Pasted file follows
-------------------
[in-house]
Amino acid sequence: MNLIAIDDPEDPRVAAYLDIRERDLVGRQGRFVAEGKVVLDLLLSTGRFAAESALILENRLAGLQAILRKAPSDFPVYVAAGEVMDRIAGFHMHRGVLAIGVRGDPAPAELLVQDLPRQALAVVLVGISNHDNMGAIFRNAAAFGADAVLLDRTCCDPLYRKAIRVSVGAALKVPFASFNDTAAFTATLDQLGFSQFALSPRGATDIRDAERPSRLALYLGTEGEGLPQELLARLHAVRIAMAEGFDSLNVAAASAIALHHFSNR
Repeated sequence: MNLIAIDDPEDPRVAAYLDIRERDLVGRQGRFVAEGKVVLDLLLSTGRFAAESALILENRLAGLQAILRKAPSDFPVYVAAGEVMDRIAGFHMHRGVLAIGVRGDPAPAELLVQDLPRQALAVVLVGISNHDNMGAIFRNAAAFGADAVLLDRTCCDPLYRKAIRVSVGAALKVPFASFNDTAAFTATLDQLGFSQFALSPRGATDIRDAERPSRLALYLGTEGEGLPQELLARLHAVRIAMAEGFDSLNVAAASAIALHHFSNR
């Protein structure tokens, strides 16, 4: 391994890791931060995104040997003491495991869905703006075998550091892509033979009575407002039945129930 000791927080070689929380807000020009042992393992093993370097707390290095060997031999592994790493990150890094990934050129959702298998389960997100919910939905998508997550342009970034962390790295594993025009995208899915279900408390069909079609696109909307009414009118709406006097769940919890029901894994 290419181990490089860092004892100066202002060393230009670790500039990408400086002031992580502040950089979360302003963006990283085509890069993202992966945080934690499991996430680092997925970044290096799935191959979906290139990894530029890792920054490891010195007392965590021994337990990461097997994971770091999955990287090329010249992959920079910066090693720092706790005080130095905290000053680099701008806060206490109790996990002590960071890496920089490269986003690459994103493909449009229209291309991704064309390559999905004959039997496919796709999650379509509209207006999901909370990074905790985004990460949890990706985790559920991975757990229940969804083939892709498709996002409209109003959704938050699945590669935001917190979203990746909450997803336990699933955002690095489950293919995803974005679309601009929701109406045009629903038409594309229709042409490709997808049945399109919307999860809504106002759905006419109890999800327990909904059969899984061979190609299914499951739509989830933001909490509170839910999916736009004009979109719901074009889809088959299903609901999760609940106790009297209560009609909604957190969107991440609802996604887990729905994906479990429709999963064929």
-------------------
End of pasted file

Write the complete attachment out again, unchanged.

[in-house]
Amino acid sequence: MNLIAIDDPEDPRVAAYLDIRERDLVGRQGRFVAEGKVVLDLLLSTGRFAAESALILENRLAGLQAILRKAPSDFPVYVAAGEVMDRIAGFHMHRGVLAIGVRGDPAPAELLVQDLPRQALAVVLVGISNHDNMGAIFRNAAAFGADAVLLDRTCCDPLYRKAIRVSVGAALKVPFASFNDTAAFTATLDQLGFSQFALSPRGATDIRDAERPSRLALYLGTEGEGLPQELLARLHAVRIAMAEGFDSLNVAAASAIALHHFSNR
Repeated sequence: MNLIAIDDPEDPRVAAYLDIRERDLVGRQGRFVAEGKVVLDLLLSTGRFAAESALILENRLAGLQAILRKAPSDFPVYVAAGEVMDRIAGFHMHRGVLAIGVRGDPAPAELLVQDLPRQALAVVLVGISNHDNMGAIFRNAAAFGADAVLLDRTCCDPLYRKAIRVSVGAALKVPFASFNDTAAFTATLDQLGFSQFALSPRGATDIRDAERPSRLALYLGTEGEGLPQELLARLHAVRIAMAEGFDSLNVAAASAIALHHFSNR
């Protein structure tokens, strides 16, 4: 391994890791931060995104040997003491495991869905703006075998550091892509033979009575407002039945129930 000791927080070689929380807000020009042992393992093993370097707390290095060997031999592994790493990150890094990934050129959702298998389960997100919910939905998508997550342009970034962390790295594993025009995208899915279900408390069909079609696109909307009414009118709406006097769940919890029901894994 290419181990490089860092004892100066202002060393230009670790500039990408400086002031992580502040950089979360302003963006990283085509890069993202992966945080934690499991996430680092997925970044290096799935191959979906290139990894530029890792920054490891010195007392965590021994337990990461097997994971770091999955990287090329010249992959920079910066090693720092706790005080130095905290000053680099701008806060206490109790996990002590960071890496920089490269986003690459994103493909449009229209291309991704064309390559999905004959039997496919796709999650379509509209207006999901909370990074905790985004990460949890990706985790559920991975757990229940969804083939892709498709996002409209109003959704938050699945590669935001917190979203990746909450997803336990699933955002690095489950293919995803974005679309601009929701109406045009629903038409594309229709042409490709997808049945399109919307999860809504106002759905006419109890999800327990909904059969899984061979190609299914499951739509989830933001909490509170839910999916736009004009979109719901074009889809088959299903609901999760609940106790009297209560009609909604957190969107991440609802996604887990729905994906479990429709999963064929």